Lodwick gets sixth World Cup victory, wins Grand Prix

Lodwick gets sixth World Cup victory, wins Grand Prix{mosimage}USSA — Todd Lodwick won the sixth nordic combined World Cup of his career Sunday, edging World Cup leader Ronny Ackermann of Germany by seven-tenths of a second in a three-man photo finish. Finland’s Hannu Manninen was third, 0.9 back.

It was Lodwick’s second victory in Schonach, having won there in 1998. Carl Van Loan had the ninth-fastest 15km race and finished 22nd for his best result.

The win also meant Lodwick — third Tuesday in Oberhof and third again Friday in Reit im Winkl — won the three-event German Grand Prix. During the preseason, he was second in the Summer Grand Prix standings; his victory Sunday vaulted him from ninth to sixth in World Cup points.

“I love Schonach … even more now,” said a beaming Lodwick. “I love coming here –they have such a great nordic tradition, and this just makes it even better.”

Added head coach Bard Elden, “Another great crowd, maybe 10,000, and it was so exciting. I knew if Todd could stay with those guys going back into the stadium, he could win it. He wouldn’t lose that sprint.”

Fourth in jumping, Lodwick was a half-minute behind Japan’s Daito Takahashi to start the 15km. “I wanted to go out hard, not let Hannu or anyone catch me early and help their confidence. I wanted them to work to catch me. I kept the pressure on,” he said.

He skied with Ackermann and Manninen and the two top jumpers, Takahashi and Ludovic Roux of France, for the final two laps … and then out-skied Ackermann — who had the fastest 15km race — and Manninen for the victory. The top six skiers were just 16.7 seconds apart.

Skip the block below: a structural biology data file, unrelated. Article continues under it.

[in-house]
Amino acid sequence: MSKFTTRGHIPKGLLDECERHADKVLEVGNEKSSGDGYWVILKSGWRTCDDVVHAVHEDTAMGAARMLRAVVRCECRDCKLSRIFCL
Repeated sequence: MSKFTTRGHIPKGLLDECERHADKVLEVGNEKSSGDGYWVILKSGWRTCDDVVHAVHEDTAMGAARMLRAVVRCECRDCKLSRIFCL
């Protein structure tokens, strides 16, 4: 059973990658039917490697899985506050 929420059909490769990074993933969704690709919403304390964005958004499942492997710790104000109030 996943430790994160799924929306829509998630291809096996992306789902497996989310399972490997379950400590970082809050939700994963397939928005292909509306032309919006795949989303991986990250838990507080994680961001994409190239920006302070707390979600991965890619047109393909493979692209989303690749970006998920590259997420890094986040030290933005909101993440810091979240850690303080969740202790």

“I knew I had great skis, absolute Rossi [Rossignol] rockets,” said Lodwick. “OJ [waxing tech Ole-Johan Oyeseter] and Bard did a great job. I felt so good out there.”

Lodwick, 27, and a three-time Olympian, was eighth after the first round of jumping because of a tailwind and a late takeoff. It didn’t rattle him, though. “I’ve been jumping well, and I knew I was gonna get that second jump, and I did it. I’m confident about my jumping and I wasn’t worried.” He had the third-best final jump and moved up to fourth.

“Todd’s got so much confidence these days,” Elden said. “He’s jumping better and better, every day and every jump. He wasn’t happy with that first jump; he was a little late but he shook it off and went back more determined to have a good second jump.

“You could see Ackermann was focused on Todd the whole way. If he finished ahead of him, Todd would win the championship. What a perfect way to win, with six guys in that pack for the last few Ks.”

At the same time, Van Loan took advantage of the opportunity to collect the best World Cup result of his career. He was 40th after the jumping, but he kept moving up through each of the six laps. “Carl focused on getting his job done, not worrying about the rest of the competition, and it paid off,” the coach said.

The competitors head next to Seefeld, Austria, host for the 1985 World Championships. Organizers picked up a second event following a cancellation in Bischofshofen. The

Nordic Combined World Cup
German Grand Prix
K90 jumping/15km FR
Schonach, Germany
January 4, 2003

1. Todd Lodwick, Steamboat Springs, Colo., (4/8)
2. Ronny Ackermann, Germany, (10/1) 0.7 seconds back
3. Hannu Manninen, Finland, (6/4) 0.9 seconds
4. Samppa Lajunen, Finland, (7/2) 7.8
5. Ludovic Roux, France, (2/20) 11.1
22. Carl Van Loan, Webster, N.H., (40/9) 3:00.2

World Cup Standings (8 events)
1. Ackermann, 662 points
2. Manninen, 510
3. Sebastien Haseney, Germany, 370
4. Lajunen, 357
5. Felix Gottwald, Austria, 352
6. Lodwick, 321
37. Van Loan, 49
48T. Johnny Spillane, Steamboat Springs, Colo., 4

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